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Sierra Club Insider August 9, 2005
"This Isn't Democracy -- It's a Mugging."

Congress waited until the week before its August recess to do its worst damage: passing an energy bill that lavishes billions of dollars in subsidies upon the oil, gas, nuclear, and coal industries -- more than even President Bush asked for. It also instructs the Department of the Interior to prepare to lease the entire coastline of the United States for oil and gas drilling. As Sierra Club Executive Director Carl Pope wrote in his blog: "This isn't democracy -- it's a mugging."

caribouFortunately, drilling the Arctic Refuge was not included, but a critical vote on that issue is coming in September. Because Bush administration allies in Congress snuck projected revenues from Arctic drilling into the $2.5-trillion budget reconciliation bill, the Arctic Refuge may not get a vote on its own merits. This puts some members of Congress in a terrible bind.

For example, Maine's two senators, Susan Collins and Olympia Snowe, consider themselves champions of the Arctic and have voted several times against drilling for oil there. But because the budget bill also includes provisions supporting Maine's struggling shipbuilding industry, Collins and Snowe could end up tipping the balance in favor of drilling.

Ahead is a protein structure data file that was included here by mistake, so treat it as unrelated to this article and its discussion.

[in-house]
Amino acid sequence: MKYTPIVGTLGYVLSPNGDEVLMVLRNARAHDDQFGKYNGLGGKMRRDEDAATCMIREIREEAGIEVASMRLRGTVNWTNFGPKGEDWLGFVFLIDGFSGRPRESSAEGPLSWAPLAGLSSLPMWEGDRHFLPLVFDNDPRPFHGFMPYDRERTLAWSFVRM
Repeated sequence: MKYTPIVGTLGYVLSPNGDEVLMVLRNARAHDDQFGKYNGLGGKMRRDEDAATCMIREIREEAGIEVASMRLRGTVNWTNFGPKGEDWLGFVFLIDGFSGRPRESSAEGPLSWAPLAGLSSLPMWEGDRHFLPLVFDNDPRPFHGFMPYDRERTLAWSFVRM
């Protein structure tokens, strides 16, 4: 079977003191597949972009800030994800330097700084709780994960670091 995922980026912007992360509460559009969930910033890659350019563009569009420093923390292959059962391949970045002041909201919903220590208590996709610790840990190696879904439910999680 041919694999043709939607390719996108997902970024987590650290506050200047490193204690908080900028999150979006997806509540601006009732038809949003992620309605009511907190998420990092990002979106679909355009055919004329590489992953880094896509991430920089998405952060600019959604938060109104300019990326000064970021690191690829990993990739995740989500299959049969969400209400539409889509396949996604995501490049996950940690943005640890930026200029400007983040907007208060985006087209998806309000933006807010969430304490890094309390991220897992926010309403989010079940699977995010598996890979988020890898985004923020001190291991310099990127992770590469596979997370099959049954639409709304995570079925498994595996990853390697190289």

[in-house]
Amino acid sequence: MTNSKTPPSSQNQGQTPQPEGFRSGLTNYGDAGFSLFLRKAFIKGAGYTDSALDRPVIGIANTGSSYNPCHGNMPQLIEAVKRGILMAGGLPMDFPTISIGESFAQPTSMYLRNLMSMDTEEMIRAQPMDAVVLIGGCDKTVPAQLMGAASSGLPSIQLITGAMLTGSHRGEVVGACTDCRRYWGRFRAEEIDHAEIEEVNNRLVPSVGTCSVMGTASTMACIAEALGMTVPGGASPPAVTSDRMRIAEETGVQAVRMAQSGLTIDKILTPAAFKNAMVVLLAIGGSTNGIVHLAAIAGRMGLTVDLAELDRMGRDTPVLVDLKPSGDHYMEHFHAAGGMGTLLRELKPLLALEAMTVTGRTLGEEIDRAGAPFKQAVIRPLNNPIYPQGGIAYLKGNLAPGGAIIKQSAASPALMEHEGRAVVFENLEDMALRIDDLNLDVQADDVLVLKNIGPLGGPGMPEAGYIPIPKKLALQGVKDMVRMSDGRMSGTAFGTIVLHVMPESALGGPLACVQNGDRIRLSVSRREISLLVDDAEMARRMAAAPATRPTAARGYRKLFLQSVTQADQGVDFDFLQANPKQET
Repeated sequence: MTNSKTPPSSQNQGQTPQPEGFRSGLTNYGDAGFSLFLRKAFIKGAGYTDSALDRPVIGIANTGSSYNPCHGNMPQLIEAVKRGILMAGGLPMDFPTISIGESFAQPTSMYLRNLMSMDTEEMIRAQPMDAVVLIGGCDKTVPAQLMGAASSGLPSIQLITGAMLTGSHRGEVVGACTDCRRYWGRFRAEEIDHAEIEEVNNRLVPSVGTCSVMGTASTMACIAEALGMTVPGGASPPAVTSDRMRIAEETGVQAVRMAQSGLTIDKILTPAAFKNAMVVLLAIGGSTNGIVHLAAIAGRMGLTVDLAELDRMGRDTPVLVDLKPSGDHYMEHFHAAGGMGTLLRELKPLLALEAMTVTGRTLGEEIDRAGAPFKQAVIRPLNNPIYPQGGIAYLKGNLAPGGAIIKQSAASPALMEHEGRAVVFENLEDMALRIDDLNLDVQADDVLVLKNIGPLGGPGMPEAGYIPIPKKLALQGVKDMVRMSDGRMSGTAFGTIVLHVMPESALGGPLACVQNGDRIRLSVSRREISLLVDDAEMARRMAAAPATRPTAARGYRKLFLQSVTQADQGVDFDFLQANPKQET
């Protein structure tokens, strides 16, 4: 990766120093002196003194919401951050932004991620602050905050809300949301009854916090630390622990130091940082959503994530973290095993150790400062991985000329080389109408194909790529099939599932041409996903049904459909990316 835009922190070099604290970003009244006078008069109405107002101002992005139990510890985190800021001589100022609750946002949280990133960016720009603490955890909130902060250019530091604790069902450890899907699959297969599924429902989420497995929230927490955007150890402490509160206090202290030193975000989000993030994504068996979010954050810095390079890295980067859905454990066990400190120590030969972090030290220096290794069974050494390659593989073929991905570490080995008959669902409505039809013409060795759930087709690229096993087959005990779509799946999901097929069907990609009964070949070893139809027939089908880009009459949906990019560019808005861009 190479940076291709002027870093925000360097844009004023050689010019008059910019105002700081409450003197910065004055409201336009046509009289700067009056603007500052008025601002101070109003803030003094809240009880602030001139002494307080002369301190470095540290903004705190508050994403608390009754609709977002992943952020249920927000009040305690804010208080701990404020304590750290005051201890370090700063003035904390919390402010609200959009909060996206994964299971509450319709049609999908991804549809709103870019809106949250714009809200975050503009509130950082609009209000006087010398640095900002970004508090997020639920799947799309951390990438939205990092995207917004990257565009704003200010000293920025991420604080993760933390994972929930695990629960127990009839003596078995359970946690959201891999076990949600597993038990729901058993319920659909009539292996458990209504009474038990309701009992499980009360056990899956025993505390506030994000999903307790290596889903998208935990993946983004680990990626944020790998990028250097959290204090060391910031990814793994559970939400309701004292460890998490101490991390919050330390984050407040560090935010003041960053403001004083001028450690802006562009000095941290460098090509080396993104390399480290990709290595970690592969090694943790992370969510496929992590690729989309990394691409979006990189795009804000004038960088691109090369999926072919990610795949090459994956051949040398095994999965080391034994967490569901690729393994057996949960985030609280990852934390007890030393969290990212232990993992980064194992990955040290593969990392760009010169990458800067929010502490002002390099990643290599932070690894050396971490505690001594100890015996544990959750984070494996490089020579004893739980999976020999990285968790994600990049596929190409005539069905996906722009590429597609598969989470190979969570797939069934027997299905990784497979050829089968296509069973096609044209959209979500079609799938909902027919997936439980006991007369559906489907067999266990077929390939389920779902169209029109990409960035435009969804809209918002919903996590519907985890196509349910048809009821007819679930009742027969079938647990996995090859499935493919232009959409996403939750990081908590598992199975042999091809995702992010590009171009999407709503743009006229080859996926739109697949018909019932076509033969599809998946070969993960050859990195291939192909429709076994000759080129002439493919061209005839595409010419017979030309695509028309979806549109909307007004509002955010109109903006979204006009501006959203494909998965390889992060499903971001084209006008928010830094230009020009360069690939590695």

But Sierra Club grassroots activists in Maine and all over the country are fighting to make sure that doesn't happen.

Delicious Revolution

Alice WatersYou might think that founding Chez Panisse (named the "Best Restaurant in America" by Gourmet magazine), and writing eight cookbooks might be enough for renowned chef Alice Waters. But she has even bigger fish to fry (if indeed she ever fries fish). She wants to change the role food plays in our culture.

Waters, who talks about her Edible Schoolyard project, the importance of eating locally grown food, and the "delicious revolution" in an interview in Sierra magazine, will be one of the featured speakers at Sierra Summit 2005. (She's just one of dozens of stimulating speakers and workshop leaders who'll be at the Summit.) You can get a taste of Waters and other Summit speakers -- as well as register for the Summit -- at www.sierrasummit2005.org/interviews.

Charlotte Fleet Goes Green

Hybrids are hot. Charlotte, North Carolina, and surrounding Mecklenburg County have agreed to purchase at least two dozen new hybrid cars over the next year, more than tripling the city-county stable of hybrids. Fleet managers say this not only will mean less pollution but also will save money in the long run. Many of the new hybrids will go to the air-quality staff. "They're not going to show up at some organization to do a clean-air presentation driving a 1992 Chevy Cavalier anymore," says Mecklenburg County fleet manager Jim Cathey.

Happy Birthday Alaska Wildlands

Ed WayburnFormer President Jimmy Carter, Sierra Club Honorary President Edgar Wayburn, and about a thousand other conservationists gathered in Anchorage earlier this month to celebrate the 25th anniversary of the passage of the Alaska National Interest Lands Conservation Act, which protected 100 million acres of wildlands in the nationís 49th and largest state.